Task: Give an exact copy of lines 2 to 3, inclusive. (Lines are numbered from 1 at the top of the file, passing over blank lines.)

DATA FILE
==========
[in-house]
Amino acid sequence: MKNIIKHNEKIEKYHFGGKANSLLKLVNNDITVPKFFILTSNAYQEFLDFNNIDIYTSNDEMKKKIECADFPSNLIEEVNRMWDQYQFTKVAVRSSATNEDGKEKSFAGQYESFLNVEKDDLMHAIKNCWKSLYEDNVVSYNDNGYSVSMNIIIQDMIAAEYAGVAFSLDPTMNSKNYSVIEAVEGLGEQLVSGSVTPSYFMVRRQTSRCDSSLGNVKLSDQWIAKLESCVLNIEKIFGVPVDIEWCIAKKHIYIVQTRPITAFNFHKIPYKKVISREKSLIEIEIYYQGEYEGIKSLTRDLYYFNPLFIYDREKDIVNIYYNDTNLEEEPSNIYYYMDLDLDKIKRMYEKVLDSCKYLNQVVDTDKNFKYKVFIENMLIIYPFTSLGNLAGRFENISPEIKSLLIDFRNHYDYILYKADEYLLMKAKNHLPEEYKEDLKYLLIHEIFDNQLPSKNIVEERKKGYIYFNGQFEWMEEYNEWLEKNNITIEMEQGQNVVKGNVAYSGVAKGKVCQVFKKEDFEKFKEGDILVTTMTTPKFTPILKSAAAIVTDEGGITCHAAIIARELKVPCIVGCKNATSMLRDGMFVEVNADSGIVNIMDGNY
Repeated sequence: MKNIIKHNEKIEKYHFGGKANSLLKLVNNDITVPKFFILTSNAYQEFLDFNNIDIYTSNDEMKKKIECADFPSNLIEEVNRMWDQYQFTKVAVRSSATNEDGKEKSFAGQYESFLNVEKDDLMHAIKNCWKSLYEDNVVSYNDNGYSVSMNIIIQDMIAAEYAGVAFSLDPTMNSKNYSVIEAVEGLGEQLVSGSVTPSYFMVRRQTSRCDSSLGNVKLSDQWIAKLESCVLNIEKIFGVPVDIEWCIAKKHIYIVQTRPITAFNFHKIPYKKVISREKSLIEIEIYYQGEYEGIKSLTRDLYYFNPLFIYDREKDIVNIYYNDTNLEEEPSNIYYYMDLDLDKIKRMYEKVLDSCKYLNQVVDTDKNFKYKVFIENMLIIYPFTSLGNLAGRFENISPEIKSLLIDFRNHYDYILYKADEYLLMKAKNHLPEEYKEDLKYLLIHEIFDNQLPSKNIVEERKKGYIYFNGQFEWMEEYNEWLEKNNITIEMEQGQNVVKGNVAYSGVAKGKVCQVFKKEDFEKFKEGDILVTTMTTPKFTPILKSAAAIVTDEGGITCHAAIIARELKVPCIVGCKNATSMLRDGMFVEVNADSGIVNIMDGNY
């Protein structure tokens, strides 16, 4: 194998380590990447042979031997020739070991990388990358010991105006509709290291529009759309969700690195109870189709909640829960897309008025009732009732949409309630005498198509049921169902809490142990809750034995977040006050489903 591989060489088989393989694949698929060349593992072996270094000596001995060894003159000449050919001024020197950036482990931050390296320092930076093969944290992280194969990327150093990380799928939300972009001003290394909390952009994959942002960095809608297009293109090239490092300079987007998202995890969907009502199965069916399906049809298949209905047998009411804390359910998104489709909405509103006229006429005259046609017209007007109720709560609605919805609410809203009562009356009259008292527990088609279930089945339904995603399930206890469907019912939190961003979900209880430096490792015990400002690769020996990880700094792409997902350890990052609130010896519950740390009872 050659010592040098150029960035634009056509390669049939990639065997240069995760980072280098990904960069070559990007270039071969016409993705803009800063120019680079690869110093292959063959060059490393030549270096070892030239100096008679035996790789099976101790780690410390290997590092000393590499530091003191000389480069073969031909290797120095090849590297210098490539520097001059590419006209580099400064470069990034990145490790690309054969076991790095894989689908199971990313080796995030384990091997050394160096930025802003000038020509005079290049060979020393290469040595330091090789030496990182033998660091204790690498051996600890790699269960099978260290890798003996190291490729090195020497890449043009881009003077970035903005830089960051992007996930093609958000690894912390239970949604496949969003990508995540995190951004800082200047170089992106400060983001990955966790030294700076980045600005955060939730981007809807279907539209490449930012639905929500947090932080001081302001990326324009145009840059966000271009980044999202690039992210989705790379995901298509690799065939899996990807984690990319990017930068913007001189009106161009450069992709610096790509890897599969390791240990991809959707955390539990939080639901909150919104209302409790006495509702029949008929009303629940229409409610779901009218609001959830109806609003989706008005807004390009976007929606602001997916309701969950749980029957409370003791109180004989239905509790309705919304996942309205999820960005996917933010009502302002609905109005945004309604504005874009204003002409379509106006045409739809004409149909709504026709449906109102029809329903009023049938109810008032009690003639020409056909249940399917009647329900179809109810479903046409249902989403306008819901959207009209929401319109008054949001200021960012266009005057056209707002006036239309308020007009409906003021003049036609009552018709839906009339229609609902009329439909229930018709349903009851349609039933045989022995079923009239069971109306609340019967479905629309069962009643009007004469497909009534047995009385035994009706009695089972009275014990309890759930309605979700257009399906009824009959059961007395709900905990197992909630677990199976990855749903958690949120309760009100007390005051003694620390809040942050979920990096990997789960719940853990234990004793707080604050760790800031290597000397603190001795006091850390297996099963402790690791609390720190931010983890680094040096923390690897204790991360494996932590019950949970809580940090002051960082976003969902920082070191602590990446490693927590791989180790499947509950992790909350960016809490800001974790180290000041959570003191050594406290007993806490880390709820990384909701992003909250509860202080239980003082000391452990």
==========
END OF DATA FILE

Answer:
Amino acid sequence: MKNIIKHNEKIEKYHFGGKANSLLKLVNNDITVPKFFILTSNAYQEFLDFNNIDIYTSNDEMKKKIECADFPSNLIEEVNRMWDQYQFTKVAVRSSATNEDGKEKSFAGQYESFLNVEKDDLMHAIKNCWKSLYEDNVVSYNDNGYSVSMNIIIQDMIAAEYAGVAFSLDPTMNSKNYSVIEAVEGLGEQLVSGSVTPSYFMVRRQTSRCDSSLGNVKLSDQWIAKLESCVLNIEKIFGVPVDIEWCIAKKHIYIVQTRPITAFNFHKIPYKKVISREKSLIEIEIYYQGEYEGIKSLTRDLYYFNPLFIYDREKDIVNIYYNDTNLEEEPSNIYYYMDLDLDKIKRMYEKVLDSCKYLNQVVDTDKNFKYKVFIENMLIIYPFTSLGNLAGRFENISPEIKSLLIDFRNHYDYILYKADEYLLMKAKNHLPEEYKEDLKYLLIHEIFDNQLPSKNIVEERKKGYIYFNGQFEWMEEYNEWLEKNNITIEMEQGQNVVKGNVAYSGVAKGKVCQVFKKEDFEKFKEGDILVTTMTTPKFTPILKSAAAIVTDEGGITCHAAIIARELKVPCIVGCKNATSMLRDGMFVEVNADSGIVNIMDGNY
Repeated sequence: MKNIIKHNEKIEKYHFGGKANSLLKLVNNDITVPKFFILTSNAYQEFLDFNNIDIYTSNDEMKKKIECADFPSNLIEEVNRMWDQYQFTKVAVRSSATNEDGKEKSFAGQYESFLNVEKDDLMHAIKNCWKSLYEDNVVSYNDNGYSVSMNIIIQDMIAAEYAGVAFSLDPTMNSKNYSVIEAVEGLGEQLVSGSVTPSYFMVRRQTSRCDSSLGNVKLSDQWIAKLESCVLNIEKIFGVPVDIEWCIAKKHIYIVQTRPITAFNFHKIPYKKVISREKSLIEIEIYYQGEYEGIKSLTRDLYYFNPLFIYDREKDIVNIYYNDTNLEEEPSNIYYYMDLDLDKIKRMYEKVLDSCKYLNQVVDTDKNFKYKVFIENMLIIYPFTSLGNLAGRFENISPEIKSLLIDFRNHYDYILYKADEYLLMKAKNHLPEEYKEDLKYLLIHEIFDNQLPSKNIVEERKKGYIYFNGQFEWMEEYNEWLEKNNITIEMEQGQNVVKGNVAYSGVAKGKVCQVFKKEDFEKFKEGDILVTTMTTPKFTPILKSAAAIVTDEGGITCHAAIIARELKVPCIVGCKNATSMLRDGMFVEVNADSGIVNIMDGNY